Airborne Collision Avoidance System X

A next-generation onboard safety system that uses a new approach to collision avoidance logic reduces mid-air collision risk and extends collision avoidance protection to new aircraft classes.

Since the 1970s, Lincoln Laboratory has participated in the development, implementation, and improvement of an onboard collision avoidance system on behalf of the Federal Aviation Administration (FAA). The current Traffic Alert and Collision Avoidance System II (TCAS II), mandated worldwide on all large commercial aircraft since 2000, has proven to be highly effective in preventing mid-air collisions.

SDDECThe Airborne Collision Avoidance System X is a next-generation onboard safety system that detects and tracks other aircraft, assesses potential collision risks, and issues advisories to prevent mid-air collisions.

But major transformations to the National Airspace System are being implemented through the FAA's Next-Generation Air Transportation System (NextGen). With the goal of reducing gridlock in the sky and at airports across the United States, NextGen is leveraging new surveillance and navigation capabilities and adopting new technologies and procedures that will enable planes to fly closer together, follow more direct routes, and better coordinate takeoffs and landings. TCAS II would be unable to support these NextGen operations without undergoing significant costly and time-consuming modifications.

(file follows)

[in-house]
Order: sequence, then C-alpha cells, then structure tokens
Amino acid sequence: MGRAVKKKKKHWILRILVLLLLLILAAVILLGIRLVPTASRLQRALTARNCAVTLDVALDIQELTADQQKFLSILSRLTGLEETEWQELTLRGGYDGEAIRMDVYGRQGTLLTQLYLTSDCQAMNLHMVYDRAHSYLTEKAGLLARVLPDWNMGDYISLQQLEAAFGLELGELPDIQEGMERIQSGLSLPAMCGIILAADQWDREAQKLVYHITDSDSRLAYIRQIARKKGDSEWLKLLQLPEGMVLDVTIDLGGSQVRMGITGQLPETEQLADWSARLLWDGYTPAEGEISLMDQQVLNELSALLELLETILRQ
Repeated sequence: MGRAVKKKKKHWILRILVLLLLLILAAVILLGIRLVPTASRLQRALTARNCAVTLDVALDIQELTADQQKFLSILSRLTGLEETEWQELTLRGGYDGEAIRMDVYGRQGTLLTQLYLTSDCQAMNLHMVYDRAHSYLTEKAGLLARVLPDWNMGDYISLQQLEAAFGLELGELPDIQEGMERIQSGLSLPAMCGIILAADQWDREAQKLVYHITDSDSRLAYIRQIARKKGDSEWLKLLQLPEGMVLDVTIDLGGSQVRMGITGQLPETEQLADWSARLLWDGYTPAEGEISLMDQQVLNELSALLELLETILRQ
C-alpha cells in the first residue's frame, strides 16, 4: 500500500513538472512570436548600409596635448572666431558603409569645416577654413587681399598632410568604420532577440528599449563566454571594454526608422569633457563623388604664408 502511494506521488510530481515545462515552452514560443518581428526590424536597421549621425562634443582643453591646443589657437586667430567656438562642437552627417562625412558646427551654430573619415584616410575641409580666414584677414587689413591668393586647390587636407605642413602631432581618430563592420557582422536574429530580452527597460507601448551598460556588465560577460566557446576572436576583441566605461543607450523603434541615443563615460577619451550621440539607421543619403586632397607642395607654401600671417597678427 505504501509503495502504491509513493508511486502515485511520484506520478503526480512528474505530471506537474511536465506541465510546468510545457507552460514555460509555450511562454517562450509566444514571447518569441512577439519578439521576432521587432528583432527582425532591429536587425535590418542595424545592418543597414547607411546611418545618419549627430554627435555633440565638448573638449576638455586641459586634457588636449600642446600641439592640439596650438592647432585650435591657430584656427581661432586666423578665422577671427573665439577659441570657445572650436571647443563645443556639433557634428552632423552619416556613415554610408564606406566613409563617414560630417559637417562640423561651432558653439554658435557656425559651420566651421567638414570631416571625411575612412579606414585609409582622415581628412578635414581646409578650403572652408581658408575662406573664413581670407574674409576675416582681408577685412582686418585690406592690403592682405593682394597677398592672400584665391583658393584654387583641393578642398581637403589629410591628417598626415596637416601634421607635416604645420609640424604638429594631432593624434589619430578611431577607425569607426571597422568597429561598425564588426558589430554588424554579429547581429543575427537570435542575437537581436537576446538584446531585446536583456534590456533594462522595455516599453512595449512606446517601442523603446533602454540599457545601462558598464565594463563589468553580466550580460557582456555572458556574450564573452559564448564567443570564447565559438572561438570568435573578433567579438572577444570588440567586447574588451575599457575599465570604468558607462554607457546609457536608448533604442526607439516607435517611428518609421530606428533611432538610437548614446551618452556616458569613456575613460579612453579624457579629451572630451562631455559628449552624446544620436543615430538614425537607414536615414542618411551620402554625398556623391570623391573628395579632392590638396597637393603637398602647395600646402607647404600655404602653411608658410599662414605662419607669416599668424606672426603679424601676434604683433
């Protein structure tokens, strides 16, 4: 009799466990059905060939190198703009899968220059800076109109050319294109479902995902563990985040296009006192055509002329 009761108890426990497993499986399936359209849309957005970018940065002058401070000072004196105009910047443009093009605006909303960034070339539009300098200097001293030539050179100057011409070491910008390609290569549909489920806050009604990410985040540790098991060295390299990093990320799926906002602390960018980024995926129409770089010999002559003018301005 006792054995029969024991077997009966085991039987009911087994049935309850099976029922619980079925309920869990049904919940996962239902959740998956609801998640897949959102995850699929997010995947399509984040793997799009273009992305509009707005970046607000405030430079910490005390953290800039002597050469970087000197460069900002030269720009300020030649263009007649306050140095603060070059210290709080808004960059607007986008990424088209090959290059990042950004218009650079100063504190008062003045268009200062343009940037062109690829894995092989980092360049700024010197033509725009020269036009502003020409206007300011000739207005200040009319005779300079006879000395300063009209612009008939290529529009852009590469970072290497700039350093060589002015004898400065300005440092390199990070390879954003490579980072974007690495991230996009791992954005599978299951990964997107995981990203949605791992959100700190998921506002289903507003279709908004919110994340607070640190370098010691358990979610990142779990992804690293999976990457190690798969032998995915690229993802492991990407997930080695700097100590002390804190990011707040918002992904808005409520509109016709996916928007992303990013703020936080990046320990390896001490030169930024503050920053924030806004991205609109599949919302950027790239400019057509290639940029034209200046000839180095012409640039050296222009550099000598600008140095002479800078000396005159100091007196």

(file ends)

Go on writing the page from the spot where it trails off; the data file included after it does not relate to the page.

In response, Lincoln Laboratory has been developing and maturing the Airborne Collision Avoidance System X (ACAS X), an airborne avionics safety system that pioneers the application of a decision-theoretic approach to collision avoidance logic, taking advantage of recent advances in computational techniques. Unlike TCAS II's rule-based logic, ACAS X's logic employs probabilistic models to represent various sources of uncertainty (e.g., pilot nonresponse, surveillance errors, etc.) and computer optimization to consider safety and operational objectives as defined by system experts and operational users. This new flexible approach to collision avoidance logic is fully compatible with NextGen airspace procedures and technologies.

How It Works